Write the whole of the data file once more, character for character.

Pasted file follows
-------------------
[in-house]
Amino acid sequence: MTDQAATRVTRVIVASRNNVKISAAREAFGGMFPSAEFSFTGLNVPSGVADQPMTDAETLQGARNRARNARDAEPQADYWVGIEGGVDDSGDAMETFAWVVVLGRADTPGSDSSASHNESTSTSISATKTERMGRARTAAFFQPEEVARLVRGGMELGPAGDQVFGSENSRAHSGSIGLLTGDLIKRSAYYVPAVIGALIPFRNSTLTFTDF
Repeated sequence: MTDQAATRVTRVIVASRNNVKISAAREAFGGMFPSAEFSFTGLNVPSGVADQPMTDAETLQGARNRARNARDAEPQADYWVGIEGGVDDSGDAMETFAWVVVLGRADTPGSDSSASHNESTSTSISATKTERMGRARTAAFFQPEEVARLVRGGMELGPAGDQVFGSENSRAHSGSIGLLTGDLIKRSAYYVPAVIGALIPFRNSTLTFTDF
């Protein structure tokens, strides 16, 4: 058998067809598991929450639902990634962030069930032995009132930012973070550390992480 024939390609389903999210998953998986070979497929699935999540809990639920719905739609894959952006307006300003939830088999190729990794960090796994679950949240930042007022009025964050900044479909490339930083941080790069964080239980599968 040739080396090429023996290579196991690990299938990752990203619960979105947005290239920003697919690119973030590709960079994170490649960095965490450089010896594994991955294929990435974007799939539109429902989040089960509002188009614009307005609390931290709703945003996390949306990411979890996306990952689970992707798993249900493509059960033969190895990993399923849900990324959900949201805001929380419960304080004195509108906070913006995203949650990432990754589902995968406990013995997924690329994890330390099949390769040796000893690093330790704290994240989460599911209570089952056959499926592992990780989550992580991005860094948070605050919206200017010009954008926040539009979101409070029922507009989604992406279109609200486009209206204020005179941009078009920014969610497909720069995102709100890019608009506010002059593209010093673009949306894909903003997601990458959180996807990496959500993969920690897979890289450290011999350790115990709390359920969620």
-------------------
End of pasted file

[in-house]
Amino acid sequence: MTDQAATRVTRVIVASRNNVKISAAREAFGGMFPSAEFSFTGLNVPSGVADQPMTDAETLQGARNRARNARDAEPQADYWVGIEGGVDDSGDAMETFAWVVVLGRADTPGSDSSASHNESTSTSISATKTERMGRARTAAFFQPEEVARLVRGGMELGPAGDQVFGSENSRAHSGSIGLLTGDLIKRSAYYVPAVIGALIPFRNSTLTFTDF
Repeated sequence: MTDQAATRVTRVIVASRNNVKISAAREAFGGMFPSAEFSFTGLNVPSGVADQPMTDAETLQGARNRARNARDAEPQADYWVGIEGGVDDSGDAMETFAWVVVLGRADTPGSDSSASHNESTSTSISATKTERMGRARTAAFFQPEEVARLVRGGMELGPAGDQVFGSENSRAHSGSIGLLTGDLIKRSAYYVPAVIGALIPFRNSTLTFTDF
């Protein structure tokens, strides 16, 4: 058998067809598991929450639902990634962030069930032995009132930012973070550390992480 024939390609389903999210998953998986070979497929699935999540809990639920719905739609894959952006307006300003939830088999190729990794960090796994679950949240930042007022009025964050900044479909490339930083941080790069964080239980599968 040739080396090429023996290579196991690990299938990752990203619960979105947005290239920003697919690119973030590709960079994170490649960095965490450089010896594994991955294929990435974007799939539109429902989040089960509002188009614009307005609390931290709703945003996390949306990411979890996306990952689970992707798993249900493509059960033969190895990993399923849900990324959900949201805001929380419960304080004195509108906070913006995203949650990432990754589902995968406990013995997924690329994890330390099949390769040796000893690093330790704290994240989460599911209570089952056959499926592992990780989550992580991005860094948070605050919206200017010009954008926040539009979101409070029922507009989604992406279109609200486009209206204020005179941009078009920014969610497909720069995102709100890019608009506010002059593209010093673009949306894909903003997601990458959180996807990496959500993969920690897979890289450290011999350790115990709390359920969620």